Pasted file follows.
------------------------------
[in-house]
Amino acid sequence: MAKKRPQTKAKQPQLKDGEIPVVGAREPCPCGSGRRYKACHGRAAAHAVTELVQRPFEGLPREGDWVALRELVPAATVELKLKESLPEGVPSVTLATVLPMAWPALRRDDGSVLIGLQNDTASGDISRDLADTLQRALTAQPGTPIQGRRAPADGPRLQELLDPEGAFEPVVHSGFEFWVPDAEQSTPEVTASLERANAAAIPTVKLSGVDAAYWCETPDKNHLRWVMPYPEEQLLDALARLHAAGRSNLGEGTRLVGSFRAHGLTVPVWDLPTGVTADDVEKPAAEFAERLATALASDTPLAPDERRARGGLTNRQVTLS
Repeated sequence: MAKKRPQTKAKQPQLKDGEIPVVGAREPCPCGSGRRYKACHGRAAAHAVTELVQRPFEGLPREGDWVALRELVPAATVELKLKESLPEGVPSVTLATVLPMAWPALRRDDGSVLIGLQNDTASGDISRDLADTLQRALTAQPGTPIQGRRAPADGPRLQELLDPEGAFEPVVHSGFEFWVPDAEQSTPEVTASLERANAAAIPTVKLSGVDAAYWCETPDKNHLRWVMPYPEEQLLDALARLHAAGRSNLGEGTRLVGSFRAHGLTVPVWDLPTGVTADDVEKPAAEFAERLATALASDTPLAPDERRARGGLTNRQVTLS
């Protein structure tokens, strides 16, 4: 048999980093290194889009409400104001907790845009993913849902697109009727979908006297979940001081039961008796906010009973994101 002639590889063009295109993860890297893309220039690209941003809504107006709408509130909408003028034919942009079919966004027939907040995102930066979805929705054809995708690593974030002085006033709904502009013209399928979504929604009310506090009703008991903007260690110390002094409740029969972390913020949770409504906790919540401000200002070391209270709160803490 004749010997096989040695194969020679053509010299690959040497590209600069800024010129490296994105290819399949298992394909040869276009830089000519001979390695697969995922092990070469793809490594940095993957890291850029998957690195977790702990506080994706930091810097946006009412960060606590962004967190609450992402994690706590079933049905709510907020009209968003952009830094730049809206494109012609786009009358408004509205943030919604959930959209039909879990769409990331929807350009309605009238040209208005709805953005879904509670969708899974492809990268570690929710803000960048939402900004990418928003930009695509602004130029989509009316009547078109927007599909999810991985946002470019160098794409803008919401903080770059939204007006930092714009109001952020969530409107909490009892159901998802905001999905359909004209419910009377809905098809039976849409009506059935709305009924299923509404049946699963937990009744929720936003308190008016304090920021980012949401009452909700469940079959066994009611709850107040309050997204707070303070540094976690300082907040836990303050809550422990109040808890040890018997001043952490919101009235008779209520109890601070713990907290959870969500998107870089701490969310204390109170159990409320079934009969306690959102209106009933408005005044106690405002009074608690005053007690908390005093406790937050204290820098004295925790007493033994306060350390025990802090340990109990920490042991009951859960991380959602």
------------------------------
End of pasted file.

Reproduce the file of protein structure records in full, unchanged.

[in-house]
Amino acid sequence: MAKKRPQTKAKQPQLKDGEIPVVGAREPCPCGSGRRYKACHGRAAAHAVTELVQRPFEGLPREGDWVALRELVPAATVELKLKESLPEGVPSVTLATVLPMAWPALRRDDGSVLIGLQNDTASGDISRDLADTLQRALTAQPGTPIQGRRAPADGPRLQELLDPEGAFEPVVHSGFEFWVPDAEQSTPEVTASLERANAAAIPTVKLSGVDAAYWCETPDKNHLRWVMPYPEEQLLDALARLHAAGRSNLGEGTRLVGSFRAHGLTVPVWDLPTGVTADDVEKPAAEFAERLATALASDTPLAPDERRARGGLTNRQVTLS
Repeated sequence: MAKKRPQTKAKQPQLKDGEIPVVGAREPCPCGSGRRYKACHGRAAAHAVTELVQRPFEGLPREGDWVALRELVPAATVELKLKESLPEGVPSVTLATVLPMAWPALRRDDGSVLIGLQNDTASGDISRDLADTLQRALTAQPGTPIQGRRAPADGPRLQELLDPEGAFEPVVHSGFEFWVPDAEQSTPEVTASLERANAAAIPTVKLSGVDAAYWCETPDKNHLRWVMPYPEEQLLDALARLHAAGRSNLGEGTRLVGSFRAHGLTVPVWDLPTGVTADDVEKPAAEFAERLATALASDTPLAPDERRARGGLTNRQVTLS
């Protein structure tokens, strides 16, 4: 048999980093290194889009409400104001907790845009993913849902697109009727979908006297979940001081039961008796906010009973994101 002639590889063009295109993860890297893309220039690209941003809504107006709408509130909408003028034919942009079919966004027939907040995102930066979805929705054809995708690593974030002085006033709904502009013209399928979504929604009310506090009703008991903007260690110390002094409740029969972390913020949770409504906790919540401000200002070391209270709160803490 004749010997096989040695194969020679053509010299690959040497590209600069800024010129490296994105290819399949298992394909040869276009830089000519001979390695697969995922092990070469793809490594940095993957890291850029998957690195977790702990506080994706930091810097946006009412960060606590962004967190609450992402994690706590079933049905709510907020009209968003952009830094730049809206494109012609786009009358408004509205943030919604959930959209039909879990769409990331929807350009309605009238040209208005709805953005879904509670969708899974492809990268570690929710803000960048939402900004990418928003930009695509602004130029989509009316009547078109927007599909999810991985946002470019160098794409803008919401903080770059939204007006930092714009109001952020969530409107909490009892159901998802905001999905359909004209419910009377809905098809039976849409009506059935709305009924299923509404049946699963937990009744929720936003308190008016304090920021980012949401009452909700469940079959066994009611709850107040309050997204707070303070540094976690300082907040836990303050809550422990109040808890040890018997001043952490919101009235008779209520109890601070713990907290959870969500998107870089701490969310204390109170159990409320079934009969306690959102209106009933408005005044106690405002009074608690005053007690908390005093406790937050204290820098004295925790007493033994306060350390025990802090340990109990920490042991009951859960991380959602």